Taboola, the “content recommendation” firm known for placing sponsored links on thousands of publishers’ sites across the web, is opening a new front in its battle for users’ attention: the lock screen on their phones.
The module will initially include only links to news and lifestyle stories from some existing publishing partners, although the company may eventually expand to include paid links from content marketers, according to Taboola Chief Executive Adam Singolda.
Taboola’s publishing partners include USA Today, HuffPost, Business Insider and MSN, but the company declined to disclose which publishers would be featured in the new mobile effort with ZTE.
Publishers pay Taboola to include their links in its recommendations and refer readers to their websites, typically by giving Taboola a cut of the advertising revenue generated on the site. In return for pre-installing the Taboola module on its phones, ZTE will get a piece of that ad revenue share, said Mr. Singolda. He declined to give specifics on the revenue split.
Taboola will select news for the feature in two ways, Mr. Singolda said. Publishers that already have agreements with Taboola to include the company’s recommended links on their sites won’t have to pay an upfront cost to be included. Instead, they’ll give Taboola and ZTE a proportion of the revenue they make when a user clicks on one of Taboola’s recommended links on their websites. Publishers that don’t already have deals with Taboola can pay into an automatic bidding system to have their links included.
Mr. Singolda is pitching the module as a publisher-friendly Android version of Apple AAPL 1.75% News, the iPhone app developed by Apple Inc. that comes pre-installed on the company’s mobile devices.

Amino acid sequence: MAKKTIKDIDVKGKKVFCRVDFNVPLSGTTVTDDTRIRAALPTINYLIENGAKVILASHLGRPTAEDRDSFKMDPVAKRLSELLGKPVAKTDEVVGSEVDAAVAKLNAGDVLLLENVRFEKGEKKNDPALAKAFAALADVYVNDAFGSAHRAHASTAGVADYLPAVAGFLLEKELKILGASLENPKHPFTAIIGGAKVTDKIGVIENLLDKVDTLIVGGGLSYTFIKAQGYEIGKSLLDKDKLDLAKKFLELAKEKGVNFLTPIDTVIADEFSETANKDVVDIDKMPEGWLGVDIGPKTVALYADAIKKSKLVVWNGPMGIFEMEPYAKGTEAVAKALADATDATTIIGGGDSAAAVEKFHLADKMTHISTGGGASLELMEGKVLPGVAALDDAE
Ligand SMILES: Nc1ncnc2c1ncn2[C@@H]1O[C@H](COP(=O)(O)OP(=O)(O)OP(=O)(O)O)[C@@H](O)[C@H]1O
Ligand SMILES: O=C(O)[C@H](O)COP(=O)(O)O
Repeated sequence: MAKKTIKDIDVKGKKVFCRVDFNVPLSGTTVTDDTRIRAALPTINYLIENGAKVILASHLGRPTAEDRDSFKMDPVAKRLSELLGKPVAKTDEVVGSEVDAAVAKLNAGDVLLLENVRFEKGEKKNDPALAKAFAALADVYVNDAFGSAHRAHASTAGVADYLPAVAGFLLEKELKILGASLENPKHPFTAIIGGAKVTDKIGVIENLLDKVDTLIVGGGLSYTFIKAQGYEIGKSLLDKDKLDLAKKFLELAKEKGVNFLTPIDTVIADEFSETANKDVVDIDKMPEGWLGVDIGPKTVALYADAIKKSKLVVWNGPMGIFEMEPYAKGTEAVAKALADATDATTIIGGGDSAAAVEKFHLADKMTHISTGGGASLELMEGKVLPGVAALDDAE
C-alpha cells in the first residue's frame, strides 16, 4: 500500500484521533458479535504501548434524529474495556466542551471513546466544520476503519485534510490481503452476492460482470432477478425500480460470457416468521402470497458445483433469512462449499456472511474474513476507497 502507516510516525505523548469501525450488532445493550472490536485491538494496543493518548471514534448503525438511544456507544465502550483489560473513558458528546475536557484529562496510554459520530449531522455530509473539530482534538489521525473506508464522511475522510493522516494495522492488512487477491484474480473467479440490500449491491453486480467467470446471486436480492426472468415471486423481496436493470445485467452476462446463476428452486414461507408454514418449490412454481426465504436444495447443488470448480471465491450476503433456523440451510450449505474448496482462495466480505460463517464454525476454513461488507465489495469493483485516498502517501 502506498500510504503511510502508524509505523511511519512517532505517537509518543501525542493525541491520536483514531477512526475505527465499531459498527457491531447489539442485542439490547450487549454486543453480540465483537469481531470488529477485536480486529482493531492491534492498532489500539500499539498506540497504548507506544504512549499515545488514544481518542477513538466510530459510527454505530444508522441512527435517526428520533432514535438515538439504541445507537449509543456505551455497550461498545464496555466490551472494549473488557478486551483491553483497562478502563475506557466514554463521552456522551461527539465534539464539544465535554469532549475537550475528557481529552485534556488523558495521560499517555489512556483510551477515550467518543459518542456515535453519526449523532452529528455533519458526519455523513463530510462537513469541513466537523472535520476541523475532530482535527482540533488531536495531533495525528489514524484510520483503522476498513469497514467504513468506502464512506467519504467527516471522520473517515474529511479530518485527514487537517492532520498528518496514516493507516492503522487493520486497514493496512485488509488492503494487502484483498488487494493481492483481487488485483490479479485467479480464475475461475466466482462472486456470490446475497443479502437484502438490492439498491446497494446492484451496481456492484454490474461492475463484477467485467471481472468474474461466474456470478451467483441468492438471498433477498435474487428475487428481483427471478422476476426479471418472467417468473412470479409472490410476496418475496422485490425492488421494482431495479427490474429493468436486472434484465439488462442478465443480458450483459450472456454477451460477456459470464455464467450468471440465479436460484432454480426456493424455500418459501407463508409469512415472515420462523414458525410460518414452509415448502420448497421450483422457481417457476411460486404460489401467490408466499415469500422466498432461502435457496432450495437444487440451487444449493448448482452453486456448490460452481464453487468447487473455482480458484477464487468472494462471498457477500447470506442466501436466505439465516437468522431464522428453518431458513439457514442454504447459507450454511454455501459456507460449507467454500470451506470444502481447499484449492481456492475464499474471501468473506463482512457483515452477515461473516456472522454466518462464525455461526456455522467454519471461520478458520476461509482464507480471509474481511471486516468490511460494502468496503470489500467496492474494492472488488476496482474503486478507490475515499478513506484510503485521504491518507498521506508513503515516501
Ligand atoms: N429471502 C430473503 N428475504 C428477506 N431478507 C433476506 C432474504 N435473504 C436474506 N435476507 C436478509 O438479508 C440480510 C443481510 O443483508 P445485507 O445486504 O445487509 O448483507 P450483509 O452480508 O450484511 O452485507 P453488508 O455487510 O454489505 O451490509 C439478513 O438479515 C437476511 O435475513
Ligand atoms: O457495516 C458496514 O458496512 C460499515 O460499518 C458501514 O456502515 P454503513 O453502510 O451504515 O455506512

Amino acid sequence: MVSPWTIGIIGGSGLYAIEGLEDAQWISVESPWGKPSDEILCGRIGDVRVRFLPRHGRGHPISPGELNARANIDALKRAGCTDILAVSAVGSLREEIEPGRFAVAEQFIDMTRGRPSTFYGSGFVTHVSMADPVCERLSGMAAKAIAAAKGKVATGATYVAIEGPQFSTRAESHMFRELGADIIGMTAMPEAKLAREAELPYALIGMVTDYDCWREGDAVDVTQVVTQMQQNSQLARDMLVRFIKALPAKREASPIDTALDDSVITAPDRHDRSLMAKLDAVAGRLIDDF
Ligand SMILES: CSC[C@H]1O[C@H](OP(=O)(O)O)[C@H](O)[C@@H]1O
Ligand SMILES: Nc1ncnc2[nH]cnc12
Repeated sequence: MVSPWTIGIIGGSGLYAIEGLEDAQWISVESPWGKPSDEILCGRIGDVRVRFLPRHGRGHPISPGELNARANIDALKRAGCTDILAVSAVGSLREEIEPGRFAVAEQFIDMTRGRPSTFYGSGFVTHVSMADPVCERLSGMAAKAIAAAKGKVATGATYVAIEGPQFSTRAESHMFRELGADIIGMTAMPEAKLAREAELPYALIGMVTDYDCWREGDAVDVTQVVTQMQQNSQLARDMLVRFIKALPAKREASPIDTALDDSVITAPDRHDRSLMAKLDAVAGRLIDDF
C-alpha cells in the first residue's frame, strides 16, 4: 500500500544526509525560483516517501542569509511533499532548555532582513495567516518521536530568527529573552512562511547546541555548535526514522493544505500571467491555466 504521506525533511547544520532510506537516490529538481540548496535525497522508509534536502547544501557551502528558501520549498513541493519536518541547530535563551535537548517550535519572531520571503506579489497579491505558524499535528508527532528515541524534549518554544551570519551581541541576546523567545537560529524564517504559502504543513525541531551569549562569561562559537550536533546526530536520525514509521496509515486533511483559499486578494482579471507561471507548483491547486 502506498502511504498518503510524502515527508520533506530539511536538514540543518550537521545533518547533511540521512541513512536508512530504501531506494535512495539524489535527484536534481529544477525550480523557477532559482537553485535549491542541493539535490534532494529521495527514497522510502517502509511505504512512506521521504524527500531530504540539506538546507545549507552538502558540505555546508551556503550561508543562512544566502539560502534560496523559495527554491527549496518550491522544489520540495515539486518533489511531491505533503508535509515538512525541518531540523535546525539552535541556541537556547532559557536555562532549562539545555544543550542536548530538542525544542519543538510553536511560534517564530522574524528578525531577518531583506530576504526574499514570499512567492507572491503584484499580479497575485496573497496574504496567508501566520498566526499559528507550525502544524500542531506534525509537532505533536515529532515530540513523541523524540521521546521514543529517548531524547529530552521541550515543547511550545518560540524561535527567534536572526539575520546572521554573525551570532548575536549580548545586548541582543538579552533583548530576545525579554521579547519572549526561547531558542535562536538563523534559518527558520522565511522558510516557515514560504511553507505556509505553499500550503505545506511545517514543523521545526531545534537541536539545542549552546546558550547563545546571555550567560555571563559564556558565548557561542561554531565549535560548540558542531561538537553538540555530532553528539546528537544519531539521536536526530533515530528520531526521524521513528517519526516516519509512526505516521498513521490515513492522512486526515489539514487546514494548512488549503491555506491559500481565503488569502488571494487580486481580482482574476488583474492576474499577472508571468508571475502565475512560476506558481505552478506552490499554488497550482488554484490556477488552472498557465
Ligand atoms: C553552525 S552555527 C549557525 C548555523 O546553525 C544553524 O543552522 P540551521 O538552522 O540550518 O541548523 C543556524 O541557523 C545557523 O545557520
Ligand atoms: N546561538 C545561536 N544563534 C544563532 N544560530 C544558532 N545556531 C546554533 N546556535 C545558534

Unlike Apple News, Taboola’s module won’t be contained in a stand-alone app, Mr. Singolda said. Rather, it will show news articles to smartphone users on their “lock” screens when they begin using their phones after a period of inactivity. Coming soon is a companion module that will show users recommended articles when they swipe right on their phones.
Another distinction from Apple News, according to Mr. Singolda, is that the ZTE feature will send readers directly to publishers’ websites, allowing publishers to exercise more control over ad sales and the relationship with readers. Rather than serving as an intermediary between publishers and their audiences, he said, Taboola’s new effort is aimed at strengthening the relationship between the two.
“I’m concerned the most about the dilution of the relationship between quality publishers and their loyal audiences over time,” Mr. Singolda said.
Publishers have long complained that Apple News, which launched in 2015, doesn’t allow them to fully monetize their audience on the app. However, in recent years, Apple has allowed publishers to start selling subscriptions through the app and made it easier for individual publishers to sell ads against their content in the app.
Eventually, Mr. Singolda said he wants Taboola to cut deals to include its content recommendation module on every Android phone.
“Taboola wants to be everywhere you make decisions,” Mr. Singolda said. “We always want to drive traffic directly to the content owner, and we never want to become a walled garden ourselves.”
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